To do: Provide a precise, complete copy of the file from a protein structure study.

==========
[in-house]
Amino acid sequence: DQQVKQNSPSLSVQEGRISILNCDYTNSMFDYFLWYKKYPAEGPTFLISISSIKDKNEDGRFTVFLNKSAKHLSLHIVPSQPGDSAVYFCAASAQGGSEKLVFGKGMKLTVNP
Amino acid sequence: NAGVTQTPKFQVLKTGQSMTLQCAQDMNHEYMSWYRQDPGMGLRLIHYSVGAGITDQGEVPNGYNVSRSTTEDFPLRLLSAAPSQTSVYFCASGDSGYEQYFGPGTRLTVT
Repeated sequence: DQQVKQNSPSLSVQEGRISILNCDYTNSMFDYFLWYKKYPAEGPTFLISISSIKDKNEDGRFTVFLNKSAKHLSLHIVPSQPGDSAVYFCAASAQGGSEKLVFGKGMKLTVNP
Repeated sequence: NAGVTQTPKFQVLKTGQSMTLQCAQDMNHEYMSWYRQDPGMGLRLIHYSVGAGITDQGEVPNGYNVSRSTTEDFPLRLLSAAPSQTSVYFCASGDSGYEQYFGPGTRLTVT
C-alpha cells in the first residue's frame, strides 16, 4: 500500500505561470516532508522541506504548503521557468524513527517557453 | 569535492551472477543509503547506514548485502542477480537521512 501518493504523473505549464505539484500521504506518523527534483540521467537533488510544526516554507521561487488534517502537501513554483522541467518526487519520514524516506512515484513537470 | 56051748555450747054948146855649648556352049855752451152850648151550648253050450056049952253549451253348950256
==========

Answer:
[in-house]
Amino acid sequence: DQQVKQNSPSLSVQEGRISILNCDYTNSMFDYFLWYKKYPAEGPTFLISISSIKDKNEDGRFTVFLNKSAKHLSLHIVPSQPGDSAVYFCAASAQGGSEKLVFGKGMKLTVNP
Amino acid sequence: NAGVTQTPKFQVLKTGQSMTLQCAQDMNHEYMSWYRQDPGMGLRLIHYSVGAGITDQGEVPNGYNVSRSTTEDFPLRLLSAAPSQTSVYFCASGDSGYEQYFGPGTRLTVT
Repeated sequence: DQQVKQNSPSLSVQEGRISILNCDYTNSMFDYFLWYKKYPAEGPTFLISISSIKDKNEDGRFTVFLNKSAKHLSLHIVPSQPGDSAVYFCAASAQGGSEKLVFGKGMKLTVNP
Repeated sequence: NAGVTQTPKFQVLKTGQSMTLQCAQDMNHEYMSWYRQDPGMGLRLIHYSVGAGITDQGEVPNGYNVSRSTTEDFPLRLLSAAPSQTSVYFCASGDSGYEQYFGPGTRLTVT
C-alpha cells in the first residue's frame, strides 16, 4: 500500500505561470516532508522541506504548503521557468524513527517557453 | 569535492551472477543509503547506514548485502542477480537521512 501518493504523473505549464505539484500521504506518523527534483540521467537533488510544526516554507521561487488534517502537501513554483522541467518526487519520514524516506512515484513537470 | 56051748555450747054948146855649648556352049855752451152850648151550648253050450056049952253549451253348950256